but it doesn’t have to be confusing. When investing in physical gold it’s important to establish which form offers the best value as an asset and which will be the easiest to sell at the highest price. In the same way as trying to sell an unusual house, realizing your profits on an obscure form of gold could prove to be difficult.
The world of jewellery transforms gold into various colours for several reasons:
Appeal – customers want gold in various colours for design/aesthetic reasons
Durability – gold is highly malleable and bent/scratched easily. Adding other metals increases durability
Price reduction – by adding cheaper metals, the price of the jewellery is reduced
Popular colours used in the jewellery industry for gold are:
Blue gold – created by adding indium or gallium
Green gold – also called Electrum this is created by adding silver and copper
Purple gold – usually consists of 79% gold and 21% aluminium, so is 18 karat gold
Rose gold – made by adding copper and silver, with a higher proportion of copper than in green gold
White gold – created by adding platinum or palladium, especially popular in jewellery designs
Yellow gold – naturally reddish yellow the intensity of yellow can be intensified by adding copper, silver and zinc
Part of our process is helping you choose the best type of gold investment to meet your individual goals. Whatever your circumstances, you should always stick to the recognised forms of investment gold.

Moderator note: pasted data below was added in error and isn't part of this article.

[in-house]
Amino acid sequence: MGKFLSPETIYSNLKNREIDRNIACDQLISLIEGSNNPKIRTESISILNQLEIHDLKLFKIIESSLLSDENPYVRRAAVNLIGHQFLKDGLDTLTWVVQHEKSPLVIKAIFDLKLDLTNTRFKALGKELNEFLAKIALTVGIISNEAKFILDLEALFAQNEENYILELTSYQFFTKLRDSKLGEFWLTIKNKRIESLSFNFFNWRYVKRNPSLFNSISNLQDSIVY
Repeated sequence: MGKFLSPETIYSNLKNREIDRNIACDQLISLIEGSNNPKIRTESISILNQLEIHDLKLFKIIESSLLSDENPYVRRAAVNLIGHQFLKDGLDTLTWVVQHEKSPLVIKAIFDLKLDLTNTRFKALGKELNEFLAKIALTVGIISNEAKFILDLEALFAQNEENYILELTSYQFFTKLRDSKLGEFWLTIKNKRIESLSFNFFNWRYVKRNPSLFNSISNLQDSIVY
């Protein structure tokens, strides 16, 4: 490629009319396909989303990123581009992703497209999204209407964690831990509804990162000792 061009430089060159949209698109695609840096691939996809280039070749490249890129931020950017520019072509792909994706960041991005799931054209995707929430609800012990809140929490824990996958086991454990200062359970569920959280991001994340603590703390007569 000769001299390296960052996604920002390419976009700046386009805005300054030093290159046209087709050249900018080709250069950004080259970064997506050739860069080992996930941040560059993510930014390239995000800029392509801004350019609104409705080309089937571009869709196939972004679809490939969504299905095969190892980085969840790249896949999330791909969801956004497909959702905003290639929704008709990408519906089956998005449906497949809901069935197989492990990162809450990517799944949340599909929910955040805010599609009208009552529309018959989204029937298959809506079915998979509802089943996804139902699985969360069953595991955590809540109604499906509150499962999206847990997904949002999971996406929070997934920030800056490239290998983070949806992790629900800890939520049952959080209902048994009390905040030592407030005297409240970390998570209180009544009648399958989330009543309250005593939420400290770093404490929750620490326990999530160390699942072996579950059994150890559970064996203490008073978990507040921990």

The HM Revenue & Customs definition is gold in the form of a bar or coin with a minimum purity of 995 thousandths for bars and 900/1000 for coins (minted after 1800). In short, that’s 22 karat gold coins and 24 karat gold bars.
There are a few benefits of focussing on investment-grade gold.
1. The quality and purity of gold are assured and consistent. You always know exactly what you’re getting. I like to think of it as buying a bottle of wine from the supermarket which is a brand you know, and the alcohol content is clearly stated. Compare that to buying alcohol in the prohibition era, and you never knew what you were drinking! This certainty is particularly important with a high-value investment where you need to eradicate the risk.
2. With standardised investment grade, gold such as well recognised bullion coins from renowned mints and Swiss manufactured gold bars, you enjoy the comfort of knowing your gold is liquid. This means it’s easy to sell whenever you need. That’s mostly down to the fact that these investment-grade gold coins (e.g. Sovereigns and Britannias) and bars are globally renowned and sought.
This helps both the speed at which you can realise your profit and also the price you can fetch. Compare this with the scenario of trying to sell non-investment grade gold such as a gold nugget. The uncertainty and ambiguity surrounding its purity, authenticity and weight will narrow buying opportunities dramatically.
One common misconception is that a 1oz 22 karat coin has less gold than a 1oz 24 karat coin or bar, but this is not true! All of these have 1oz of pure gold. The 22 karat coins simply have an additional 2 carats of an alloy (copper and silver) to improve their wear and tear.